Current Research and Scholarly Interests
For the past decade, Dr. Jeffrey's lab has performed molecular profiling of cancer cells with the goal of identifying tumor-specific therapies for the personalized treatment of cancer.
She was a key member of the collaborative Stanford/Norway team that pioneered the use of DNA microarrays to measure global gene expression in solid tumors and that developed the currently accepted classification schema of breast cancer molecular subtypes based on gene expression profiles: including low and high proliferation luminal, ERBB2(HER2)-overexpressing, and basal-like breast cancers (then, focusing attention on triple-negative breast cancers, TNBCs). Her lab then refined RNA amplification techniques and developed expertise in the transcriptional profiling of tiny quantities of tumor tissue or RNA isolated from formalin-fixed paraffin-embedded tumor samples. It also developed a bank of patient-derived TNBCs for preclinical drug testing.
Her research currently involves extracting, profiling, and growing circulating tumor cells (CTCs) from blood and disseminated tumor cells (DTCs) from bone marrow to shed light on different tumor cell populations involved in the metastatic process and to help guide selection of appropriate therapies in individual cancer patients. To facilitate this, Dr. Jeffrey and colleagues from the Schools of Medicine, Engineering, and Genome Technology Center invented the MagSweeper, an automated immunomagnetic separation device that isolates live rare cells with high purity and minimal impact on gene expression for high dimensional single cell molecular analyses or tumor cell growth in culture. Her group is funded to continue this work through use or development of additional technologies, including both continuous-flow and droplet-based microfluidic devices, for antibody-based or label-free tumor cell capture, characterization, and growth. Tumor types being investigated include those from patients with primary or metastatic breast cancer or patients with colon cancer that has metastasized to the liver. Dr. Jeffrey's group also studies the role of circulating tumor DNA (ctDNA) in evaluating efficacy of surgical resection of metastases from colorectal cancer. Her lab collaborates closely with Prof Amy Herr's group at UC Berkeley Bioengineering to determine protein signaling pathway activity in single tumor cells.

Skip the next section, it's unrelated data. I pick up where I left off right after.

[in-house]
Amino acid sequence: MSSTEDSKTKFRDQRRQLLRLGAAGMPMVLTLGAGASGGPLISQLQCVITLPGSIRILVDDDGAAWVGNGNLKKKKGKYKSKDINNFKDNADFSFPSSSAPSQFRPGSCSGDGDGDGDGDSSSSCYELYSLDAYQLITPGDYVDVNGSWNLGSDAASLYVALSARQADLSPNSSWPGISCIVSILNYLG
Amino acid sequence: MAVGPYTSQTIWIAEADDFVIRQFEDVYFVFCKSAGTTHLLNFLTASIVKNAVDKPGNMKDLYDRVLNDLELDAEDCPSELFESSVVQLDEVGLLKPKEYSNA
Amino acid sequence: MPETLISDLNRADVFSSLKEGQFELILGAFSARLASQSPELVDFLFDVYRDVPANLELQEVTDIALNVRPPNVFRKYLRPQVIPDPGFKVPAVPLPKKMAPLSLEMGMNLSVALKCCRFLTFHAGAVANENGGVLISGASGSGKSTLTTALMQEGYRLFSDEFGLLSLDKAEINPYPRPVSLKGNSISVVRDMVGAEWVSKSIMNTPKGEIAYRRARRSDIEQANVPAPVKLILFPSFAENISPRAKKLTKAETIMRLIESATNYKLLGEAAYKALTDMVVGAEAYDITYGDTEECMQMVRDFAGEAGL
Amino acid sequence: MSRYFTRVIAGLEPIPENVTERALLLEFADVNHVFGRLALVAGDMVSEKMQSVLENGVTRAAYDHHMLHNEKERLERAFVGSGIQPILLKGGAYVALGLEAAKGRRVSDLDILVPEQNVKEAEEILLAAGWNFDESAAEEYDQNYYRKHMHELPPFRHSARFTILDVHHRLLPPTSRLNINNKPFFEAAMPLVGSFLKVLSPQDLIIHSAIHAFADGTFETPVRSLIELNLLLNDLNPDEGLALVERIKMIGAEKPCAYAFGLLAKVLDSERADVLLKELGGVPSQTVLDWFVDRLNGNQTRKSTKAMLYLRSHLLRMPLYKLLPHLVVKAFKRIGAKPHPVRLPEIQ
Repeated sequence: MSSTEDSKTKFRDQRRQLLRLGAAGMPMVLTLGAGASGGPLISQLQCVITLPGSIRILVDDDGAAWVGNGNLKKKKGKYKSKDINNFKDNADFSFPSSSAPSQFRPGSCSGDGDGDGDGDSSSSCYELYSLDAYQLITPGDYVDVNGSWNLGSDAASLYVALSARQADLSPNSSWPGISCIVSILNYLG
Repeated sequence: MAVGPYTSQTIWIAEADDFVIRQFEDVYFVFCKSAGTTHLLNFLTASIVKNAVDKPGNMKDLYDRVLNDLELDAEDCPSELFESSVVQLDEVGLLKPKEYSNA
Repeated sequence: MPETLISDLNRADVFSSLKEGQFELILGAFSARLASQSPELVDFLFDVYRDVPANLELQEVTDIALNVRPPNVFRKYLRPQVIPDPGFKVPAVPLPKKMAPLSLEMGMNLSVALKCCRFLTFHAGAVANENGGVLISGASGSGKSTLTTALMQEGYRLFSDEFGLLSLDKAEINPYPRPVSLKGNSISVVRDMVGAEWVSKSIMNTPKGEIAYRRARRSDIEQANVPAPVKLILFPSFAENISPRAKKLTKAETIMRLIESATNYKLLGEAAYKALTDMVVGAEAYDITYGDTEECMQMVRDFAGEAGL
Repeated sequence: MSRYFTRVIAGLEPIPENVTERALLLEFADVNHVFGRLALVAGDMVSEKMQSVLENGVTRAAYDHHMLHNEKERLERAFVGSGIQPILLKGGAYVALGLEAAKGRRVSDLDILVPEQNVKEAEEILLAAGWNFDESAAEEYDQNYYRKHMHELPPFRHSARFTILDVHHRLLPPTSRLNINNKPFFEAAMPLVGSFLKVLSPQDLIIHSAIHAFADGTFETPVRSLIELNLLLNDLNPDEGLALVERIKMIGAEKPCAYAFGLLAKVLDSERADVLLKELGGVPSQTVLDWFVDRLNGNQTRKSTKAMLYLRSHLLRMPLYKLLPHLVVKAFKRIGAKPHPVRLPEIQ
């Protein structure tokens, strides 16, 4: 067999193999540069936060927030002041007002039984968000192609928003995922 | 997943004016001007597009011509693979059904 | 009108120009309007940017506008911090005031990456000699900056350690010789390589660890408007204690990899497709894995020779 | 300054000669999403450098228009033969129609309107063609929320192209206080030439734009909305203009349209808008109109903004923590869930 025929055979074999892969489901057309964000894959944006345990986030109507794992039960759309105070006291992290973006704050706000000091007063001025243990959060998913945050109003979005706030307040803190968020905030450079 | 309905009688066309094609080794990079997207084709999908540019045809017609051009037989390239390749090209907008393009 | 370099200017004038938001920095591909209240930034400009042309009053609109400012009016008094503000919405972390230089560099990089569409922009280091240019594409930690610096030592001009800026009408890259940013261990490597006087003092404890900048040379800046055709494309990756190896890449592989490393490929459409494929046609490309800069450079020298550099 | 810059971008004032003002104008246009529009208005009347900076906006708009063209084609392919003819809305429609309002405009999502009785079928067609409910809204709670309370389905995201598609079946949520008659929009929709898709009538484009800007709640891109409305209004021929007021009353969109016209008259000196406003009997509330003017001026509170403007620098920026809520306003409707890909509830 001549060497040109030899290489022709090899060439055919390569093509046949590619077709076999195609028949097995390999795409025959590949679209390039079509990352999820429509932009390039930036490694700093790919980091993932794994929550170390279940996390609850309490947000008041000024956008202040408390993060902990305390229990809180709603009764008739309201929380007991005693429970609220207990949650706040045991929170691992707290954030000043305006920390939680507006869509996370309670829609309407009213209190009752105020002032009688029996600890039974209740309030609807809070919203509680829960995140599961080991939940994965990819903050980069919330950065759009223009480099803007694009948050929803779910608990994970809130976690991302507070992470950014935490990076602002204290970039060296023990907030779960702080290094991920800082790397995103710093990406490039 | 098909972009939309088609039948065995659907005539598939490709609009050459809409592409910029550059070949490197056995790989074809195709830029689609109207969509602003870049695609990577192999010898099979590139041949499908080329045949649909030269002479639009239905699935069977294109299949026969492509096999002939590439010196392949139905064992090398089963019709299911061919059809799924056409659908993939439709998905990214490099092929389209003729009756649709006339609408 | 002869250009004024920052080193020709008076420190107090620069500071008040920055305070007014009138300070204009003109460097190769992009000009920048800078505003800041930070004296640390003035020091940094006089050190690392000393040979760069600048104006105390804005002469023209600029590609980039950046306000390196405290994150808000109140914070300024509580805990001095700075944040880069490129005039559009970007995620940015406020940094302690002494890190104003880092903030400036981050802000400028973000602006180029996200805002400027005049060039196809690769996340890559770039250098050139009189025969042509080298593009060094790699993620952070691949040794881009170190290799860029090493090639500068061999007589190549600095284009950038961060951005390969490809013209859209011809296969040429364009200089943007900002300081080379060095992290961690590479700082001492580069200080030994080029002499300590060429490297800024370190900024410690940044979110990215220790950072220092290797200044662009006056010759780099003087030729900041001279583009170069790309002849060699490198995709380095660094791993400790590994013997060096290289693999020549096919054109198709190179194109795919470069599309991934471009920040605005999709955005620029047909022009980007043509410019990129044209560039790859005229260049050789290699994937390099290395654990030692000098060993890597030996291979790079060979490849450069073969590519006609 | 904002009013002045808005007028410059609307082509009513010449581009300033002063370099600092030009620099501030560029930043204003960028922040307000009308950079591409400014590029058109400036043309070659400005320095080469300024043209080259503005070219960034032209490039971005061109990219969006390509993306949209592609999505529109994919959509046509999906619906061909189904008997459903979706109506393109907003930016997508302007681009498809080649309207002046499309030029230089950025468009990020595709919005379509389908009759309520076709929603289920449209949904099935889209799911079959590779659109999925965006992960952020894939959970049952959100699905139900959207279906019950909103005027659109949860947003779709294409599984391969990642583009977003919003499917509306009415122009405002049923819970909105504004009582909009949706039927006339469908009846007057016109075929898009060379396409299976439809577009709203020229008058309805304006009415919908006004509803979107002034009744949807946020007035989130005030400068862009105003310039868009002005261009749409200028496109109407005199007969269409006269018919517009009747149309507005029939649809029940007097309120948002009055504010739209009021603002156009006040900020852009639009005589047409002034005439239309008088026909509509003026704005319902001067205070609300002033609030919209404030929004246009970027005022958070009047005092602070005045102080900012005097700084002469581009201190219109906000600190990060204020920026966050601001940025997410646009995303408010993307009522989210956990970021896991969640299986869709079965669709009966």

Dr. Jeffrey's lab is most recently funded to expand their studies on real-time capture and characterization of CTCs and other rare or associated cells, and their experience with patient-derived tumor models, toward pre-clinical development of potential new diagnostics or therapies for treating cancer, including prediction of hormone responsiveness (with Prof George Sledge), exosome-targeting (with Prof AC Matin), and use of metastases-inhibiting antibodies (with Prof Shoshana Levy).
In the past, Dr. Jeffrey worked with Dr. Robert Mah at NASA Ames Research Center to study multiplex in-vivo physiologic attributes of breast tumors in real-time using a multisensor NASA Smart Probe that she co-developed with Dr. Mah.